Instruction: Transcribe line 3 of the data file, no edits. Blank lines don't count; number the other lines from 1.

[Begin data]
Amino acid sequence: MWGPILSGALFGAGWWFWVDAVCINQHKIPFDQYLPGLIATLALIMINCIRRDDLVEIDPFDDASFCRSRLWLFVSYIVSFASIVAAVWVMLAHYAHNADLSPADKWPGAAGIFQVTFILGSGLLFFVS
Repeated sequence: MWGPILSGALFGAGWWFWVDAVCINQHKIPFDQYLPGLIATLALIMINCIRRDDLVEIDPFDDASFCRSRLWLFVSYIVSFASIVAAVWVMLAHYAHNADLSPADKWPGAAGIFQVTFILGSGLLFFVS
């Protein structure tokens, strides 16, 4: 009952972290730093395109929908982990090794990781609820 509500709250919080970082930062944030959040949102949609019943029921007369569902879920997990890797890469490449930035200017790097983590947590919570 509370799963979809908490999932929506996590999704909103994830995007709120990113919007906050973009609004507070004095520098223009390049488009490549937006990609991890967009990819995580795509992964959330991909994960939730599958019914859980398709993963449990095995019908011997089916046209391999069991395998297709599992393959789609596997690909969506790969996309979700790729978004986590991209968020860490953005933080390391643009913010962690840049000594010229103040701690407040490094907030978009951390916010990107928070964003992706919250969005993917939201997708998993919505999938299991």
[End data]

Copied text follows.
């Protein structure tokens, strides 16, 4: 009952972290730093395109929908982990090794990781609820 509500709250919080970082930062944030959040949102949609019943029921007369569902879920997990890797890469490449930035200017790097983590947590919570 509370799963979809908490999932929506996590999704909103994830995007709120990113919007906050973009609004507070004095520098223009390049488009490549937006990609991890967009990819995580795509992964959330991909994960939730599958019914859980398709993963449990095995019908011997089916046209391999069991395998297709599992393959789609596997690909969506790969996309979700790729978004986590991209968020860490953005933080390391643009913010962690840049000594010229103040701690407040490094907030978009951390916010990107928070964003992706919250969005993917939201997708998993919505999938299991």